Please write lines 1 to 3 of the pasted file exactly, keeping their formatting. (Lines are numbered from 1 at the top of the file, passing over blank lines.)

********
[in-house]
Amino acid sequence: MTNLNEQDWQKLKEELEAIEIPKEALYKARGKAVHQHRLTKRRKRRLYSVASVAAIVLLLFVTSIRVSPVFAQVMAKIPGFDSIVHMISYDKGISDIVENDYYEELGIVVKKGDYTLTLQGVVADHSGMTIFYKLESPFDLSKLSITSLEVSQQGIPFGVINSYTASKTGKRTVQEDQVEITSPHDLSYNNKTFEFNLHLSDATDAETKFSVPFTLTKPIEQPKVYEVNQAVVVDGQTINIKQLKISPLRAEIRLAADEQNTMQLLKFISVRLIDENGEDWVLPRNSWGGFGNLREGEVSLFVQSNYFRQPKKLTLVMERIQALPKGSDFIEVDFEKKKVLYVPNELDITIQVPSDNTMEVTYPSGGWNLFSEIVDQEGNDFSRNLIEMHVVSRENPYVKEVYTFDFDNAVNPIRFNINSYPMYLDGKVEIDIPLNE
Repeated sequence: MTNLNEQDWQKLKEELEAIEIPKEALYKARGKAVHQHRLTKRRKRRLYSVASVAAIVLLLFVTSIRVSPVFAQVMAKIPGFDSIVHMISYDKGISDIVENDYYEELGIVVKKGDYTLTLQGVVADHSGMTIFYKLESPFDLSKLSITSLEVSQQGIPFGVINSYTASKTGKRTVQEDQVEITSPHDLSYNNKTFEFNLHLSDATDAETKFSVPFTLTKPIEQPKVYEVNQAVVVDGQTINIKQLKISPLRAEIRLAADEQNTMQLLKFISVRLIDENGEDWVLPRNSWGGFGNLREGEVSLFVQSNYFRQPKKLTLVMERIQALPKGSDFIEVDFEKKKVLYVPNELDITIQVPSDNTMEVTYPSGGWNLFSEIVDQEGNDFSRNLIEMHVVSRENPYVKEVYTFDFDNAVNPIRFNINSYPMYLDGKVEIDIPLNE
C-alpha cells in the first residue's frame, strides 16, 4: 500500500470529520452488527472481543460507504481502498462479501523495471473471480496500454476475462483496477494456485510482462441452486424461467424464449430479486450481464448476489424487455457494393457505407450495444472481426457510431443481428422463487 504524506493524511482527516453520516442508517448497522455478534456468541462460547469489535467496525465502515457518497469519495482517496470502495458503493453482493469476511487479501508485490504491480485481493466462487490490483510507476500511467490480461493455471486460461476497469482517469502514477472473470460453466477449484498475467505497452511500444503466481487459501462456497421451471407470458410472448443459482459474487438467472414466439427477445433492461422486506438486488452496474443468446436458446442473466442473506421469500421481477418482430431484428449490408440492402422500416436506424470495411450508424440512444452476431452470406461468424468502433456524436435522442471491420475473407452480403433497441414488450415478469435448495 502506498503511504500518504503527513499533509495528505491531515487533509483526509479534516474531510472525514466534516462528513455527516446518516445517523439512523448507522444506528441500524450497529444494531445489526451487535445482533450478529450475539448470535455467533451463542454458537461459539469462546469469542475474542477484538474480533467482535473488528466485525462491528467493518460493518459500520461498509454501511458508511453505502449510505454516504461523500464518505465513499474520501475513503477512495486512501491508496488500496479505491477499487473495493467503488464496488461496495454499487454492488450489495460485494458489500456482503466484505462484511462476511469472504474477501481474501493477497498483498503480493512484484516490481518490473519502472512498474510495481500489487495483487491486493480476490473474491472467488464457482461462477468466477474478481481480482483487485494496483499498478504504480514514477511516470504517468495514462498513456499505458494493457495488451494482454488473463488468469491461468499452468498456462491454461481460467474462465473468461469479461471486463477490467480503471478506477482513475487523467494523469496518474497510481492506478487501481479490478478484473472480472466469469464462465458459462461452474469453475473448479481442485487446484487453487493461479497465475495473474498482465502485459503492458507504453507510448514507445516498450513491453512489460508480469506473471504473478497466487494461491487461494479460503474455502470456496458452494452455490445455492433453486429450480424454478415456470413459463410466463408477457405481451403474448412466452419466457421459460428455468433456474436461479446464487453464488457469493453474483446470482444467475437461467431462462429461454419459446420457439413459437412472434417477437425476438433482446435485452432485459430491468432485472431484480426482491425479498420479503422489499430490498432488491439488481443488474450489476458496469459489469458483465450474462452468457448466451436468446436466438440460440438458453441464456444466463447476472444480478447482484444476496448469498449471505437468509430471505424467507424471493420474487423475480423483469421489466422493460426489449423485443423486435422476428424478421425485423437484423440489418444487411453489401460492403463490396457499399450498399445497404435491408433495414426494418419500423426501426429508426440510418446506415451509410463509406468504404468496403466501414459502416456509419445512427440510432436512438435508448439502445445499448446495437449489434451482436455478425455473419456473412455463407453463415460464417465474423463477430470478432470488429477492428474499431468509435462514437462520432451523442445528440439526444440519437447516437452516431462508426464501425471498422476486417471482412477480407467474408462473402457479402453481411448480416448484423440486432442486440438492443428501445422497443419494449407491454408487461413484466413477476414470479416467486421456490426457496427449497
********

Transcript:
[in-house]
Amino acid sequence: MTNLNEQDWQKLKEELEAIEIPKEALYKARGKAVHQHRLTKRRKRRLYSVASVAAIVLLLFVTSIRVSPVFAQVMAKIPGFDSIVHMISYDKGISDIVENDYYEELGIVVKKGDYTLTLQGVVADHSGMTIFYKLESPFDLSKLSITSLEVSQQGIPFGVINSYTASKTGKRTVQEDQVEITSPHDLSYNNKTFEFNLHLSDATDAETKFSVPFTLTKPIEQPKVYEVNQAVVVDGQTINIKQLKISPLRAEIRLAADEQNTMQLLKFISVRLIDENGEDWVLPRNSWGGFGNLREGEVSLFVQSNYFRQPKKLTLVMERIQALPKGSDFIEVDFEKKKVLYVPNELDITIQVPSDNTMEVTYPSGGWNLFSEIVDQEGNDFSRNLIEMHVVSRENPYVKEVYTFDFDNAVNPIRFNINSYPMYLDGKVEIDIPLNE
Repeated sequence: MTNLNEQDWQKLKEELEAIEIPKEALYKARGKAVHQHRLTKRRKRRLYSVASVAAIVLLLFVTSIRVSPVFAQVMAKIPGFDSIVHMISYDKGISDIVENDYYEELGIVVKKGDYTLTLQGVVADHSGMTIFYKLESPFDLSKLSITSLEVSQQGIPFGVINSYTASKTGKRTVQEDQVEITSPHDLSYNNKTFEFNLHLSDATDAETKFSVPFTLTKPIEQPKVYEVNQAVVVDGQTINIKQLKISPLRAEIRLAADEQNTMQLLKFISVRLIDENGEDWVLPRNSWGGFGNLREGEVSLFVQSNYFRQPKKLTLVMERIQALPKGSDFIEVDFEKKKVLYVPNELDITIQVPSDNTMEVTYPSGGWNLFSEIVDQEGNDFSRNLIEMHVVSRENPYVKEVYTFDFDNAVNPIRFNINSYPMYLDGKVEIDIPLNE